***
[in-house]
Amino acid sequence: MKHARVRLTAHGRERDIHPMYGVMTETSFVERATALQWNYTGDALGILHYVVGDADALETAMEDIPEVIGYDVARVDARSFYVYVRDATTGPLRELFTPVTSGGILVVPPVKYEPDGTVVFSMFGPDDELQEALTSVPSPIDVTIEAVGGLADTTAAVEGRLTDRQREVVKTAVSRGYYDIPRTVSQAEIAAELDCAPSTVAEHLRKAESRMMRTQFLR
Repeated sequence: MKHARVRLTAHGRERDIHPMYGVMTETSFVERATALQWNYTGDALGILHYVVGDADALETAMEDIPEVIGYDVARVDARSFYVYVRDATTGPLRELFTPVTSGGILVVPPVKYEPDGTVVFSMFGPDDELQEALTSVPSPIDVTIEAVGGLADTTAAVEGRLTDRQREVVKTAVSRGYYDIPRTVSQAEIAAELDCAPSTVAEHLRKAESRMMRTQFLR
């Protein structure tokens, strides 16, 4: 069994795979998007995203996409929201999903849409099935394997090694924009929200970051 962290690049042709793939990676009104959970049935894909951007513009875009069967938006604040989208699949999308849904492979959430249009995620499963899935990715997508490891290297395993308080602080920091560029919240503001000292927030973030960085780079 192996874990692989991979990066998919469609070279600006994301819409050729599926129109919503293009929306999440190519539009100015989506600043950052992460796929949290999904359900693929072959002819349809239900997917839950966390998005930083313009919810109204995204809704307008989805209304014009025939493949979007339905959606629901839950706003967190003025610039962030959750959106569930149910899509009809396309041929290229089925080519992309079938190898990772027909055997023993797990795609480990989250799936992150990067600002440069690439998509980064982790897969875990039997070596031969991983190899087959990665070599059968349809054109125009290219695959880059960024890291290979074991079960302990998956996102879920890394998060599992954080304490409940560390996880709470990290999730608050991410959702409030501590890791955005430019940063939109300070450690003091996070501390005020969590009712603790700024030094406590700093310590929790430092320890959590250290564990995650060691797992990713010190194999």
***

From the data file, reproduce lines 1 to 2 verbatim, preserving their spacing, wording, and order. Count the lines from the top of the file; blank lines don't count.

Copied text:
[in-house]
Amino acid sequence: MKHARVRLTAHGRERDIHPMYGVMTETSFVERATALQWNYTGDALGILHYVVGDADALETAMEDIPEVIGYDVARVDARSFYVYVRDATTGPLRELFTPVTSGGILVVPPVKYEPDGTVVFSMFGPDDELQEALTSVPSPIDVTIEAVGGLADTTAAVEGRLTDRQREVVKTAVSRGYYDIPRTVSQAEIAAELDCAPSTVAEHLRKAESRMMRTQFLR